The present invention, in operation, provides for the flowing of gas as follows. Gas passed through first gas supply pipe 100 is sprayed into the reaction chamber (not shown) via first holes 300 of first porous plate 500 and second holes 800 of second porous plate 600. Gas passed through second gas supply pipe 200 is sprayed into the reaction chamber via central bore 400 of first porous plate 500, along the recesses 700 and out through third holes 900 which are formed throughout second porous plate 600. Here, the plurality of recesses 700 are connected to each other, thereby surrounding a projected portion (refer to FIG. 4B). Thus, gas passed through central bore 400 can be evenly distributed over the whole surface of second porous plate 600.
A plan view of the gas supply apparatus of FIG. 3 is shown in FIGS. 4A and 4B, which figures will now be referred to for describing in detail the first and second porous plates of the gas supply apparatus according to the present invention.
As shown by FIG. 3 and FIG. 4A, first porous plate 500 has a cylindrical shape, a multiplicity of first holes 300 dispersed over the whole cylindrical plate and central bore 400 formed at its center.
As shown by FIG. 4B, second porous plate 600 has a multiplicity of holes 800 and 900 formed in the same manner as the holes in first porous plate 500. The size of holes 800 and 900 is one half (or less) that of first holes 300 of first porous plate 500. The recesses 700 of second porous plate 600 are formed in depressed area "a" and are used for conducting the gas, introduced to the depressed area "a" via central bore 400, after gas has flowed over the entire porous plate.
First porous plate 500 and second porous plate 600 are made of stainless steel or an alloy aluminum whose surface is plated with Al2 O3.
In the gas supply apparatus, according to the present invention, the gas passed through first gas supply pipe 100 is sprayed into the reaction chamber via first holes 300 of first porous plate 500 and second holes 800 of second porous plate 600. The gas passed through second gas supply pipe 200 is sprayed into the reaction chamber via central bore 400 of first porous plate 500, along a plurality of recesses 700 and out through third holes 900, which are formed throughout second porous plate 600.
Therefore, according to the above apparatus, the gases flowing via first and second gas supply pipes 100 and 200 are supplied to second porous plate 600 via two different pathways: the first pathway being from first gas supply pipe 100, through first holes 300 and then through second holes 800, and finally into the reaction chamber; and the second pathway being from second gas supply pipe 200, through central bore 400 and then through third holes 900, and finally into the reaction chamber. Thus, the gas supplied via the first and second pathways can be evenly sprayed into the reaction chamber without being mixed with each other.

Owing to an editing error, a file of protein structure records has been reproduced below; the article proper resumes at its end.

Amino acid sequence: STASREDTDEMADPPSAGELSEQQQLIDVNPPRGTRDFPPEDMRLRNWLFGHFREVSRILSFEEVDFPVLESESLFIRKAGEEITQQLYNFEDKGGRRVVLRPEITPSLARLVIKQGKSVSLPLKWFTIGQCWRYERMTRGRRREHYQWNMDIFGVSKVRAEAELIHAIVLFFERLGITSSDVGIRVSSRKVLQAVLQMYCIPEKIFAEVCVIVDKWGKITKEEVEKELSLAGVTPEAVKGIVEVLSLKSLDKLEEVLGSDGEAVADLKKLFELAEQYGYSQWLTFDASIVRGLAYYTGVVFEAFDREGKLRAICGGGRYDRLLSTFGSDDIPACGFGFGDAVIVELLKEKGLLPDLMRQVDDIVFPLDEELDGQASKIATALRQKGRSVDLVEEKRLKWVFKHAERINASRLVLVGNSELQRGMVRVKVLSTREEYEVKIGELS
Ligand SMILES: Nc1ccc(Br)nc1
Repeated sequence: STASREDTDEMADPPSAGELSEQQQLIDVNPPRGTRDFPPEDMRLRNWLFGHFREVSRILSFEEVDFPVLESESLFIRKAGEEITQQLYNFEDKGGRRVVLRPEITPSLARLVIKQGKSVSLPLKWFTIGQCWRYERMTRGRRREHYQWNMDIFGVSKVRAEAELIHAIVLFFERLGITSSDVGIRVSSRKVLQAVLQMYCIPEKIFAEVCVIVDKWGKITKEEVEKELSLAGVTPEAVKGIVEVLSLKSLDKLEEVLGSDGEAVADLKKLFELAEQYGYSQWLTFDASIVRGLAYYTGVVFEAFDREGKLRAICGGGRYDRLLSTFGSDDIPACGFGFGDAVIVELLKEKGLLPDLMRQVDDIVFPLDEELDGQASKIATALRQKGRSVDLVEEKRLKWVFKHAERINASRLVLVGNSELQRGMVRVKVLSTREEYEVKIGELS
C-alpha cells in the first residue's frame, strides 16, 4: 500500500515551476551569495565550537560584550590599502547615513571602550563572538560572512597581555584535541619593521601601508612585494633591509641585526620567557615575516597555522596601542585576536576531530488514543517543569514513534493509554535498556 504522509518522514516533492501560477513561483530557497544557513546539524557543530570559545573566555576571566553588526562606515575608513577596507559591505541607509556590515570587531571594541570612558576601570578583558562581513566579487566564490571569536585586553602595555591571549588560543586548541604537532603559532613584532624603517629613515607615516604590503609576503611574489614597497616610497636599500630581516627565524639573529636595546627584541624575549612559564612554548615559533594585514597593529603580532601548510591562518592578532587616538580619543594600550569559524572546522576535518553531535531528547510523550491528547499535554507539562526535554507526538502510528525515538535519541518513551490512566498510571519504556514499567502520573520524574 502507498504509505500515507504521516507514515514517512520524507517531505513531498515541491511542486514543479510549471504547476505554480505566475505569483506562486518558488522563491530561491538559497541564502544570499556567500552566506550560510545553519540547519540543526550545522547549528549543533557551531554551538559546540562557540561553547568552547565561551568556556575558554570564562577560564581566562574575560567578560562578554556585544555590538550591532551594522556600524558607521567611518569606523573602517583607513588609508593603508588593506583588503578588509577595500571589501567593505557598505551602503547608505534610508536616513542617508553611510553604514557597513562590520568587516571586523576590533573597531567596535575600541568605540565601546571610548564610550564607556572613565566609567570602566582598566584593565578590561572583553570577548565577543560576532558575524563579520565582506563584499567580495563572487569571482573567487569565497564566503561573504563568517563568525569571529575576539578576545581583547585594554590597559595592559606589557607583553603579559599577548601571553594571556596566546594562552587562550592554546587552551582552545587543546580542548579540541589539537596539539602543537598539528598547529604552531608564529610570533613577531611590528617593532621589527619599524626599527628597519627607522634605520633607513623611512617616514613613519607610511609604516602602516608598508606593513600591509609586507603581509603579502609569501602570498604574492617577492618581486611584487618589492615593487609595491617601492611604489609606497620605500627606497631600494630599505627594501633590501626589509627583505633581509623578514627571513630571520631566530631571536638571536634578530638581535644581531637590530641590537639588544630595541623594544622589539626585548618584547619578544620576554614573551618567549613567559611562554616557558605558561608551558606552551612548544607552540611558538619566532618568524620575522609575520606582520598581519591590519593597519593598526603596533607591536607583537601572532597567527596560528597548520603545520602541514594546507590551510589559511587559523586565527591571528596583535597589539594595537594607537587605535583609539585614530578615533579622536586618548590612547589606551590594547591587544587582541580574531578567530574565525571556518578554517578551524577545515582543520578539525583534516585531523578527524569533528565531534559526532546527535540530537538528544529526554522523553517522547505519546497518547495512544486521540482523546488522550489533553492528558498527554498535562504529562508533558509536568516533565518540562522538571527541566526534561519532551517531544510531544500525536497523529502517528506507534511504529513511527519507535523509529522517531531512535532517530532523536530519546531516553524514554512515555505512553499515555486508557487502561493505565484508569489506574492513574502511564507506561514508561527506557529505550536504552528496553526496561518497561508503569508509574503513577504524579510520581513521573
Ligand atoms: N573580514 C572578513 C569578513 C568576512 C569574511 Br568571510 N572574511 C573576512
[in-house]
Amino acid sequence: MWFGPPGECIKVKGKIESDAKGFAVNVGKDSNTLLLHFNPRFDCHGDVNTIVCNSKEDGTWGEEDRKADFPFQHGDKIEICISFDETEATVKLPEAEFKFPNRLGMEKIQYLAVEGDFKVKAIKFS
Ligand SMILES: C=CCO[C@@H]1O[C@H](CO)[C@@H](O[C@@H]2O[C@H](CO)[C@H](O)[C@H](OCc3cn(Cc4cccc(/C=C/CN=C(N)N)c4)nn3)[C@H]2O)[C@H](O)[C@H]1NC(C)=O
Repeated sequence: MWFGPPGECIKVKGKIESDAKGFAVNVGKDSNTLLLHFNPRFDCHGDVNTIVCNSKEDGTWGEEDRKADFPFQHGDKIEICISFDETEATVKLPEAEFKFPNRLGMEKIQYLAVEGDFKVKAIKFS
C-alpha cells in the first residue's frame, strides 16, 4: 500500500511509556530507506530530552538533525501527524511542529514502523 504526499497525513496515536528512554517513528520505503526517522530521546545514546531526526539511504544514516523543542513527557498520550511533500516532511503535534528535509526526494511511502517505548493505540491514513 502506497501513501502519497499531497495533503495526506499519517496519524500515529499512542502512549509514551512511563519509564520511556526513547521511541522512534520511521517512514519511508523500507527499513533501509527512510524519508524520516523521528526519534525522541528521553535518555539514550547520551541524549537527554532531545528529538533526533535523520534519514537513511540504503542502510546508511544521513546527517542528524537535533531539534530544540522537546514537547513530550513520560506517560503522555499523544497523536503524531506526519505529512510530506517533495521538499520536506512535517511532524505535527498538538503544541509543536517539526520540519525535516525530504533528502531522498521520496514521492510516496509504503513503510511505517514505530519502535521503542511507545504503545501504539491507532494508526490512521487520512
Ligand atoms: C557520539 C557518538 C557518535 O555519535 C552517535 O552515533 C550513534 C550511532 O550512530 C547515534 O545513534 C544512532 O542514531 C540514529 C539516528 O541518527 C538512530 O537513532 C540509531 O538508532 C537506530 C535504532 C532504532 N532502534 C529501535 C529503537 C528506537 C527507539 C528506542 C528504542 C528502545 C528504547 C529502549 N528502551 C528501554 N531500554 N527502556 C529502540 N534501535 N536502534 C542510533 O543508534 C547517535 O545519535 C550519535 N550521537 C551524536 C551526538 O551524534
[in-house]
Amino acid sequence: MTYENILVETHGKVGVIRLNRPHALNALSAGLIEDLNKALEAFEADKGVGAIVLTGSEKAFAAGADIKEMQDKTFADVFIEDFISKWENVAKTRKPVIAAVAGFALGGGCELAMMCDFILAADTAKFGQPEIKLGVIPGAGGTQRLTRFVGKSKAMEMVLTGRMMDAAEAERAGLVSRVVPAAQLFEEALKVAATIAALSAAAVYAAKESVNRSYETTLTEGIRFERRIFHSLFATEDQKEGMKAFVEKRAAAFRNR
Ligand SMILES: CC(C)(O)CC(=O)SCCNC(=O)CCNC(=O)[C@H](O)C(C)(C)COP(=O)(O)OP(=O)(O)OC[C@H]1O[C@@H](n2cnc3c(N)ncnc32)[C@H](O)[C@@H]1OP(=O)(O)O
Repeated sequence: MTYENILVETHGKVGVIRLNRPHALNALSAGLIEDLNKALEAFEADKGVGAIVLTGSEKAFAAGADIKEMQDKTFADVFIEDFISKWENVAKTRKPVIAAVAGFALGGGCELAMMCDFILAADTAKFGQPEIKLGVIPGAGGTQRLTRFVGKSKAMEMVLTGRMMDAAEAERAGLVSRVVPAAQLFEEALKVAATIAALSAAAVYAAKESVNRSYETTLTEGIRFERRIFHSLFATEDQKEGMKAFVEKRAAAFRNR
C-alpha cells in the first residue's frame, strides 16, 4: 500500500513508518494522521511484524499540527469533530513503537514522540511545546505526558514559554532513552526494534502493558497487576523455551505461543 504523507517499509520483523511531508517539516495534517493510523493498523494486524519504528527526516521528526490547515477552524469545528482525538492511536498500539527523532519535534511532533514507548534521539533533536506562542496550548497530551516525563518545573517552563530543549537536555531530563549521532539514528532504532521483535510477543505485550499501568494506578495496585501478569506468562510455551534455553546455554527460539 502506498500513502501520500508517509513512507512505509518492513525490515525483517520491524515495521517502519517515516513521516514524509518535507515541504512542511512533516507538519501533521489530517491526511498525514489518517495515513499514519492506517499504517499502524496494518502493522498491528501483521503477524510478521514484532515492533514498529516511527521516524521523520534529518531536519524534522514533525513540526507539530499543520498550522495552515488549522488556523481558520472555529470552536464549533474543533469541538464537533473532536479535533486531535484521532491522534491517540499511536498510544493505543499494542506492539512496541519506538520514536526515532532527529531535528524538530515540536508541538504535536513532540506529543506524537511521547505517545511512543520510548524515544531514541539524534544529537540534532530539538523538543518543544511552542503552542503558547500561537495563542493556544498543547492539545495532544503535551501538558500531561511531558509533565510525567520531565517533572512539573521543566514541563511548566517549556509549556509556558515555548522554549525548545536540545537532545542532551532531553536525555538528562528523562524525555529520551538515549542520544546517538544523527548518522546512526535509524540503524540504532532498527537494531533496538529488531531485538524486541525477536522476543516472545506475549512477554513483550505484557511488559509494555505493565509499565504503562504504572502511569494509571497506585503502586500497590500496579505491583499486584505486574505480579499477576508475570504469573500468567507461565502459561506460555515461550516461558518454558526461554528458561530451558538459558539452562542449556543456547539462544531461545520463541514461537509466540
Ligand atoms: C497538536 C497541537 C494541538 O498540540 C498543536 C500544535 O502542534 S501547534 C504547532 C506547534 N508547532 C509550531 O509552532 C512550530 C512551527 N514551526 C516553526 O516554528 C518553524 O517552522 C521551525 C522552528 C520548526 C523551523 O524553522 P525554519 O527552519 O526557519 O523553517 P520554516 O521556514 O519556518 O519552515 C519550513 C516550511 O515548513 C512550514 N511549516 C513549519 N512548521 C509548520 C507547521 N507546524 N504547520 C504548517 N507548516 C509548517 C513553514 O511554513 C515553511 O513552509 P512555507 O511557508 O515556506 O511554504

Therefore, according to the gas supply apparatus of the present invention, gas from first and second supply pipes can be evenly distributed in the reaction chamber, without any undue mixing therebetween, thereby improving the uniformity of the thin film thickness formed on a surface of a semiconductor device during the CVD process.
The present invention is not restricted to the above described preferred embodiment, as various modifications within the scope of the claims of the present invention will be readily apparent to those of ordinary skill in the art.
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|U.S. Classification||118/715, 118/725, 118/719|
|International Classification||H01L21/205, F17D1/04, C23C16/44, C23C16/455|
|Cooperative Classification||C23C16/45565, C23C16/45574|
|European Classification||C23C16/455K10, C23C16/455K2|
|Jan 30, 1995||AS||Assignment|
Owner name: SAMSUNG ELECTRONICS CO., LTD., KOREA, REPUBLIC OF
Free format text: ASSIGNMENT OF ASSIGNORS INTEREST;ASSIGNORS:LEE, GIL-GWANG;FUJIHARA, KAZUUYUKI;CHANG, KYU-HWAN;REEL/FRAME:007339/0933
Effective date: 19950105
|Sep 25, 2000||FPAY||Fee payment|